Tuesday, May 10, 2011

Of Wimseys and Wellesleys: Heirs Apparent and Presumptive

Today's post is a quick side note before we take up heirs' courtesy titles and how to address dukes: the difference between an heir apparent and an heir presumptive.

An heir apparent is an heir who will definitely inherit a title as long as he doesn't predecease its current holder--which, in the British system we're focusing on, means the oldest legitimate son of the current title holder. (Or, if the oldest son predeceases his father but fathers a son of his own before he dies, that grandson would be the heir apparent.)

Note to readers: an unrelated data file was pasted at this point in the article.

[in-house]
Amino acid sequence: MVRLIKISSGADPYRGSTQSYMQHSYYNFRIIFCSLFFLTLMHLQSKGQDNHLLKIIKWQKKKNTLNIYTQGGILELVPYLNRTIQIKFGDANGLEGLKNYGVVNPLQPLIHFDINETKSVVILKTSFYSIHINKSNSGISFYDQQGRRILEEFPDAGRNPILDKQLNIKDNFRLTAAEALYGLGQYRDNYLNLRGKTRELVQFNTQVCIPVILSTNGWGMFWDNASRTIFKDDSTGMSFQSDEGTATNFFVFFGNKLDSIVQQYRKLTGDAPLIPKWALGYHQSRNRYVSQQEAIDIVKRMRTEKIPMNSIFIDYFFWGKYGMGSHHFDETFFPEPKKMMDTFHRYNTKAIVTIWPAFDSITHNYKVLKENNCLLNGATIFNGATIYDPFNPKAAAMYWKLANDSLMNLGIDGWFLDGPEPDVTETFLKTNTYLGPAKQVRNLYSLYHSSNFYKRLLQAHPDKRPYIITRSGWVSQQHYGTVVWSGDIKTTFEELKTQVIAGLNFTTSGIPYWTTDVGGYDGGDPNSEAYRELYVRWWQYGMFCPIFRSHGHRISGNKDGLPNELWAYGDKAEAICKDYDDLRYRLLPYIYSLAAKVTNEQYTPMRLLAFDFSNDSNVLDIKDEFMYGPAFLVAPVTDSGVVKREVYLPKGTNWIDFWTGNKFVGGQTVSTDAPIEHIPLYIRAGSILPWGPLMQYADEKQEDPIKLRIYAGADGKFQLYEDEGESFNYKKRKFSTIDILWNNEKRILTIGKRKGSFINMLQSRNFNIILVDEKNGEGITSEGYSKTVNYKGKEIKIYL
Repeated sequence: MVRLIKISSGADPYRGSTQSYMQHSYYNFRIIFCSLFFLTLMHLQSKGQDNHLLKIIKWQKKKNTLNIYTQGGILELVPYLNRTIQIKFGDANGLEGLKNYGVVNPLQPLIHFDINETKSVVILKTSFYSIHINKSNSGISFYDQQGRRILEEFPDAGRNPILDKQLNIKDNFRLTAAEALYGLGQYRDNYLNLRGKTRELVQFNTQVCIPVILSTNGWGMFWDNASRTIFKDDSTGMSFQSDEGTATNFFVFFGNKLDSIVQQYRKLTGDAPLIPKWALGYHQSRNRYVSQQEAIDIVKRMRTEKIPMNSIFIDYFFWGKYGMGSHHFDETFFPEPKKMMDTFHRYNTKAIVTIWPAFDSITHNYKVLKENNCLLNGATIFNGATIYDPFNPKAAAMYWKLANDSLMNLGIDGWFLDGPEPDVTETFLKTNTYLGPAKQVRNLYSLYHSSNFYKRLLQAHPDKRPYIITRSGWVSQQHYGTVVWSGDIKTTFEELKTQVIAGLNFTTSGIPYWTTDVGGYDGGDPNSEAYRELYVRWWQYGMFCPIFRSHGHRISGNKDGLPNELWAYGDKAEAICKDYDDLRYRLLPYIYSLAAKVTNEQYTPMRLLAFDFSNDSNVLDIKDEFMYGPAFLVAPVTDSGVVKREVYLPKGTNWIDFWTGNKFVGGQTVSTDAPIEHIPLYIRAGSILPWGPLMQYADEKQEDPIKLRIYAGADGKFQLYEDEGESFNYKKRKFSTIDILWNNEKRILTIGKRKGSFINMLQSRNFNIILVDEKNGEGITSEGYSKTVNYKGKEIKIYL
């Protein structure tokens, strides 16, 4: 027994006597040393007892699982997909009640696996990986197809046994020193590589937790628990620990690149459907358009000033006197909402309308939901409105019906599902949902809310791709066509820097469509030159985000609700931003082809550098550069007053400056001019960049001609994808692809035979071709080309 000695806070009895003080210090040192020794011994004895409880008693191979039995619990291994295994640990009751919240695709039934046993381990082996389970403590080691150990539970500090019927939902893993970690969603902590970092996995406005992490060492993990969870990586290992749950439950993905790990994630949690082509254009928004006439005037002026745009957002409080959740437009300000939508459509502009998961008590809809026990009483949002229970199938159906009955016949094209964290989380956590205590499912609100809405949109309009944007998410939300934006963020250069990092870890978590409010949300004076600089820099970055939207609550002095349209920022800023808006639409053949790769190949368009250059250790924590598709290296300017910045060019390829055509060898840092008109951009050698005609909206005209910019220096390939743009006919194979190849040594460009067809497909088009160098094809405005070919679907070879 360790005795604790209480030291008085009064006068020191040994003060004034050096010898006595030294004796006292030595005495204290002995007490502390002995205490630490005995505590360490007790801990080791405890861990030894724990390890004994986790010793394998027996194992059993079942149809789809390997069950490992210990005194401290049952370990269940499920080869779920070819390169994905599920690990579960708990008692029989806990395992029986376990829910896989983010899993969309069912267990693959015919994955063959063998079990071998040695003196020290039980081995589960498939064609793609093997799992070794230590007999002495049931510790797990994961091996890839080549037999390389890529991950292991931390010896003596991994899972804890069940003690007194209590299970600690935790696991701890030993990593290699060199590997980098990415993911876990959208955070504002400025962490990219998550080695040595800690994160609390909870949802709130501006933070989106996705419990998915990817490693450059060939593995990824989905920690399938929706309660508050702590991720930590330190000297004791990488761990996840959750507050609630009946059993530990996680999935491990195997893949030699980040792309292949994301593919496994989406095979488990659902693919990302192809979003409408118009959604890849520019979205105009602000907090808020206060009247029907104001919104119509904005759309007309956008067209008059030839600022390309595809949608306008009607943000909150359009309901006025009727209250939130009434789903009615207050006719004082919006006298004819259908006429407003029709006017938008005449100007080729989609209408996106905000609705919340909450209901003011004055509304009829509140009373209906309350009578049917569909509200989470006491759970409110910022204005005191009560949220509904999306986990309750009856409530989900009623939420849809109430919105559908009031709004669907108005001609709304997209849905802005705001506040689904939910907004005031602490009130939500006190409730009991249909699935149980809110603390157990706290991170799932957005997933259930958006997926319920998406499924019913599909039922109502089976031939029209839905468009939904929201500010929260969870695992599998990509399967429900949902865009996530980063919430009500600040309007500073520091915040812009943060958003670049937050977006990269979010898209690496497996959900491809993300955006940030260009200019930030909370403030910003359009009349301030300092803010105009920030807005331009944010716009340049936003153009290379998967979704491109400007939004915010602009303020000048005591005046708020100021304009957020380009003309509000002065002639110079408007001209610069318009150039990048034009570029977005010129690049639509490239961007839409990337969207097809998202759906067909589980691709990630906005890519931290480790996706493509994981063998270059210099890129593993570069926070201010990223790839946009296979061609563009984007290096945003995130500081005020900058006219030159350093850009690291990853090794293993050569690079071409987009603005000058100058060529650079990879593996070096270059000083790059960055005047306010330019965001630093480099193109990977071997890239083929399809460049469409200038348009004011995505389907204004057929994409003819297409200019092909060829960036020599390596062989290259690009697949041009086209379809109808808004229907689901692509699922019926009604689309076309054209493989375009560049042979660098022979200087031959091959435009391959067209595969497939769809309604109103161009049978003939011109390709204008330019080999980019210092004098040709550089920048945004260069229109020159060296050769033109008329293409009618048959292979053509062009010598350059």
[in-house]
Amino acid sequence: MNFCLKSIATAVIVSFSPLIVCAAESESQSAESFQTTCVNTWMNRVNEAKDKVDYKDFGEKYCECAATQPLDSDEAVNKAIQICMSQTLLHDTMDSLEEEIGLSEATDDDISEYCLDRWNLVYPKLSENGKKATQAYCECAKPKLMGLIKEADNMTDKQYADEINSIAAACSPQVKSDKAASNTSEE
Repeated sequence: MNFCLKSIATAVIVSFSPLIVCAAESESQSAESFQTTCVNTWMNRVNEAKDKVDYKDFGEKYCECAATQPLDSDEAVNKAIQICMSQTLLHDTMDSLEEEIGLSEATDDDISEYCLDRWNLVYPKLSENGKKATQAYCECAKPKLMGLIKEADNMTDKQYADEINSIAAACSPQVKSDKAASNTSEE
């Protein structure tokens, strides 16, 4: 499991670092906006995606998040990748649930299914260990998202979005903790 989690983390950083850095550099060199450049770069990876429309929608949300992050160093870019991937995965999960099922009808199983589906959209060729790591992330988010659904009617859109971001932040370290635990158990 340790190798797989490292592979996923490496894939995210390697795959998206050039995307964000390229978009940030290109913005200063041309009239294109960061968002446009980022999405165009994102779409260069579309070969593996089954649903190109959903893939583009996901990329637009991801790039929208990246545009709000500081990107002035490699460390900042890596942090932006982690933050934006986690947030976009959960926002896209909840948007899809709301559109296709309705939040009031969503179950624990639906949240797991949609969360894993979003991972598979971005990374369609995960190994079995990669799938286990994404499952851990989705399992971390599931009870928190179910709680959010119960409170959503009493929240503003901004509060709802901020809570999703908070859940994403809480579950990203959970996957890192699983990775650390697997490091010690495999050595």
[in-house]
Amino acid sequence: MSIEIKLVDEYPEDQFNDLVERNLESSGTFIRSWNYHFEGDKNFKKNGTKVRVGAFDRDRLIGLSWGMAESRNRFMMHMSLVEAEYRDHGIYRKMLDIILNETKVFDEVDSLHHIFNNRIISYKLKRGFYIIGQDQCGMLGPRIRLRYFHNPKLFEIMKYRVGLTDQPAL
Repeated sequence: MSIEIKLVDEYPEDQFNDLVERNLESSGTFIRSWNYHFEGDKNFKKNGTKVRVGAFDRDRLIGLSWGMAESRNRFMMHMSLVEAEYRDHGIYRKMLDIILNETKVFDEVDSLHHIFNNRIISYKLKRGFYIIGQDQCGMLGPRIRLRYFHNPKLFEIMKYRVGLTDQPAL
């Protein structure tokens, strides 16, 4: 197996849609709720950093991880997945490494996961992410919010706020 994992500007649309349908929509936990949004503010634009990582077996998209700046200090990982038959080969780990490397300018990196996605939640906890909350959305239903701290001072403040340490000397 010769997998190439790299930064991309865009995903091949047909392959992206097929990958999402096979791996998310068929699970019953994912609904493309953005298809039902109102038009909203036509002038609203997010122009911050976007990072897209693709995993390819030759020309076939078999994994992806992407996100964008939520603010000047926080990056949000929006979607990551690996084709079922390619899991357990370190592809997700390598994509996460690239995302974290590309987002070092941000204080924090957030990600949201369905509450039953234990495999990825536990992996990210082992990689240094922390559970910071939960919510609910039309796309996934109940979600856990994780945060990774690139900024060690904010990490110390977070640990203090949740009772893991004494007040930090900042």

An heir presumptive is the person who will inherit a title as long as he isn't displaced by the birth of an heir apparent. Generally speaking, a peer who has no legitimate sons has some other relative--a brother, a nephew, or cousin--who'd inherit the title if he died. Note that this heir must be a legitimate descendant in the direct male line of the original title holder (titles that can be passed through daughters exist, but are very much the exception rather than the rule). If there aren't any left, the title becomes extinct. An heir presumptive can't become an heir apparent even if it's certain the current title holder will never father more children--say, if he's elderly, senile, and impotent. For all the law knows, he might make a miraculous recovery and marry a younger woman who'd then give birth to a son displacing the heir presumptive.

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